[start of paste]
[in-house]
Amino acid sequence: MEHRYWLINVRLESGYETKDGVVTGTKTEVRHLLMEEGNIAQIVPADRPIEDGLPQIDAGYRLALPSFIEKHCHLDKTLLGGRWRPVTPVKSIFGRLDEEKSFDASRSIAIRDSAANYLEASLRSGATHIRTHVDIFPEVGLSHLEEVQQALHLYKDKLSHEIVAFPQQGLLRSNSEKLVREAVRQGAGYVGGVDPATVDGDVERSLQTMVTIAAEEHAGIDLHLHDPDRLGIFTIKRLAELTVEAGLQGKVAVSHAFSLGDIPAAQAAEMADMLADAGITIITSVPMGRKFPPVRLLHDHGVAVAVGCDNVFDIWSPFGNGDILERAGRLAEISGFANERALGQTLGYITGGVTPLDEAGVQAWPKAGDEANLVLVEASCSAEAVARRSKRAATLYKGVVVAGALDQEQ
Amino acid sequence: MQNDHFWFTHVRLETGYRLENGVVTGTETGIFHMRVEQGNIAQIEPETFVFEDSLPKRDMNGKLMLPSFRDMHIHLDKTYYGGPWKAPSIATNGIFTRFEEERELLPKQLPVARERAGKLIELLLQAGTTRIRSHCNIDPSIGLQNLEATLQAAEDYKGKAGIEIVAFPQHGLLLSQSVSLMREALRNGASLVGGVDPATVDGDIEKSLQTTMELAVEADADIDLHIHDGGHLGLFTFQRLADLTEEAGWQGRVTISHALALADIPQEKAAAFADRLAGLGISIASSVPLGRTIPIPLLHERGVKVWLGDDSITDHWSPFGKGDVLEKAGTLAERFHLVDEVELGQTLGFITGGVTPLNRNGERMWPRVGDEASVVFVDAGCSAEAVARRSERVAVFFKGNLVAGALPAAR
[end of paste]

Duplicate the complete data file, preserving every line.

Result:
[in-house]
Amino acid sequence: MEHRYWLINVRLESGYETKDGVVTGTKTEVRHLLMEEGNIAQIVPADRPIEDGLPQIDAGYRLALPSFIEKHCHLDKTLLGGRWRPVTPVKSIFGRLDEEKSFDASRSIAIRDSAANYLEASLRSGATHIRTHVDIFPEVGLSHLEEVQQALHLYKDKLSHEIVAFPQQGLLRSNSEKLVREAVRQGAGYVGGVDPATVDGDVERSLQTMVTIAAEEHAGIDLHLHDPDRLGIFTIKRLAELTVEAGLQGKVAVSHAFSLGDIPAAQAAEMADMLADAGITIITSVPMGRKFPPVRLLHDHGVAVAVGCDNVFDIWSPFGNGDILERAGRLAEISGFANERALGQTLGYITGGVTPLDEAGVQAWPKAGDEANLVLVEASCSAEAVARRSKRAATLYKGVVVAGALDQEQ
Amino acid sequence: MQNDHFWFTHVRLETGYRLENGVVTGTETGIFHMRVEQGNIAQIEPETFVFEDSLPKRDMNGKLMLPSFRDMHIHLDKTYYGGPWKAPSIATNGIFTRFEEERELLPKQLPVARERAGKLIELLLQAGTTRIRSHCNIDPSIGLQNLEATLQAAEDYKGKAGIEIVAFPQHGLLLSQSVSLMREALRNGASLVGGVDPATVDGDIEKSLQTTMELAVEADADIDLHIHDGGHLGLFTFQRLADLTEEAGWQGRVTISHALALADIPQEKAAAFADRLAGLGISIASSVPLGRTIPIPLLHERGVKVWLGDDSITDHWSPFGKGDVLEKAGTLAERFHLVDEVELGQTLGFITGGVTPLNRNGERMWPRVGDEASVVFVDAGCSAEAVARRSERVAVFFKGNLVAGALPAAR